food for the mind

In the Kitchen

Gluten-Free Cookies


  • 1/2 cup coconut crystals (or brown sugar)
  • 2 tablespoons honey
  • 7oz of unsalted butter or 7oz of coconut oil
  • 1 teaspoon vanilla extract
  • 3 tablespoons almond milk, original
  • 3/4 cup gluten-free flour such as Bob Red Mill GF Flour
  • 1/2 cup ground almonds
  • 1/4 teaspoon baking powder
  • 1/4 teaspoon salt
  • 8 ounces dark chocolate
  • 1 teaspoon cream (optional)



Heat the oven to 325°F.

In a bowl, cream the butter/coconut oil, sugar and honey until light and fluffy, about 3 minutes. Stir in vanilla and almond milk. Sift in the flour, ground almonds, baking powder and salt.

Scoop rounds (1 teaspoon) into a muffin pan. Bake for about 10 to 12 minutes, until the cookies are golden around the edges. Let the cookies cool.

Place the warm, melted chocolate in a bowl and stir in the cream until well combined. Spread the melted chocolate on the flat side of one of the cookies, and then sandwich with another.

Let the cookies set before serving.

It’s a grey, rainy Sunday afternoon and I’m writing a blog post on “Why Hangovers Get Worse With Age“. I don’t have a hangover but I’m distracted. Food52’s weekly newsletter has arrived in my inbox.  The visuals are beautiful and I am drawn to the Brussel cookies – oat based cookies with chocolate wedged between them. For my Australian readers, these are like placing two mini-Anzac cookies over melted chocolate.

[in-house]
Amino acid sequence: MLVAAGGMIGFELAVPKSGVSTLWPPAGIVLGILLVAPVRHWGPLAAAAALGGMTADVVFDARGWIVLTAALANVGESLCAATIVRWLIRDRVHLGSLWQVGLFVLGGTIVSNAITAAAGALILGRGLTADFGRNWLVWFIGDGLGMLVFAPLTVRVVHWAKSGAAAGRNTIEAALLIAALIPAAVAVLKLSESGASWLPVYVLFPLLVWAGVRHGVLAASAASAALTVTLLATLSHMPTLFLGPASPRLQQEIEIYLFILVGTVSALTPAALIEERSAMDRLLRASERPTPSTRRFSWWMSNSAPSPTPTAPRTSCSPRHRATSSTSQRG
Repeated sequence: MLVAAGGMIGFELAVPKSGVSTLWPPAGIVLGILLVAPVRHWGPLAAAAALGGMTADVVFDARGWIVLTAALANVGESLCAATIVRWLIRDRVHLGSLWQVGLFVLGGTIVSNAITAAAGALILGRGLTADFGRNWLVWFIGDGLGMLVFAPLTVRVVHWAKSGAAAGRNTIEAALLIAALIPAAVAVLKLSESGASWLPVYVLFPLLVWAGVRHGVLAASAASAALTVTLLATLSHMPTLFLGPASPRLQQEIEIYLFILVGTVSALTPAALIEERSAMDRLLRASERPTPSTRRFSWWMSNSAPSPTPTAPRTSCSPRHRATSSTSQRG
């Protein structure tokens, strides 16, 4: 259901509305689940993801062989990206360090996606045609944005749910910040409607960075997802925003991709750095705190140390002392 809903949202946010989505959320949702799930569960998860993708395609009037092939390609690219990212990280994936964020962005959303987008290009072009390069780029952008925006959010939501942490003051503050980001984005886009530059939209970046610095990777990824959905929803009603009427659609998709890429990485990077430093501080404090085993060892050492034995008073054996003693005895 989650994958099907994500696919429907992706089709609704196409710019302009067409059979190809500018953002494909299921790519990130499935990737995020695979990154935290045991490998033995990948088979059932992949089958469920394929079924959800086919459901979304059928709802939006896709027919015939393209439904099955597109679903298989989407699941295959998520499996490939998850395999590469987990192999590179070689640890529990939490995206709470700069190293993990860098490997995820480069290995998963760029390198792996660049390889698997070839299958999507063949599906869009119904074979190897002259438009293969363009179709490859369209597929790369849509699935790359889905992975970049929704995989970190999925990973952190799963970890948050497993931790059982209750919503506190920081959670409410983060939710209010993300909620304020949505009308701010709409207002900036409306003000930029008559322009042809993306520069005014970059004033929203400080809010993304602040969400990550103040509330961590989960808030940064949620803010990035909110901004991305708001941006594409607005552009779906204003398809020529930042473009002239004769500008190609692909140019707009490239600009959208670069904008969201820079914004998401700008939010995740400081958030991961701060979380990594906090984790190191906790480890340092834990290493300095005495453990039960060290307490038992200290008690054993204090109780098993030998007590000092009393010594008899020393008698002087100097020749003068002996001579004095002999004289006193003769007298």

I review the recipe and ponder how I can convert this into a gluten and dairy-free cookie. Oats contain gluten and they are my nemesis. Gluten-free oats do not exist. Oats contain avenin, which is a gluten molecule.  It is different to wheat gluten, gliadin, but will almost always produce an inflammatory reaction within the body if you are gluten sensitive. Oats labelled as gluten-free are simply produced in a facility where wheat is not processed.

To make the cookies, I replace the oats with crushed almonds.  I suggest crushing the almonds in a food processor rather than buying almond meal as it is too fine for the recipe.  The flour can be replaced with a gluten-free flour like Bob’s Red Mill All Purpose GF Flour and increased in quantity to absorb some of the butter the oats otherwise would have. The dairy can be replaced with coconut butter and almond milk.  If you don’t have a sensitivity to dairy, by all means use organic butter as it does taste better.

The original recipe recommends placing the cookies on a baking tray. This never works for me because the butter or coconut oil simply melt and I end up with merged cookies and a mess all over the oven.  Muffin tins work better as they maintain the circular shape of the cookie.

Once these little morsels are baked and cooled, they are spread with melted dark chocolate. Just heavenly on rainy day.

My lovely friend Marissa Lippert, who is also a nutritionist, just posted a healthy quinoa recipe – Quinoa Pilaf with Dates and Pistachios.  I’m feeling a little guilty because I’ve made cookies.  So… I’m going to be a food pusher and drop some off to her. See you soon Marissa!


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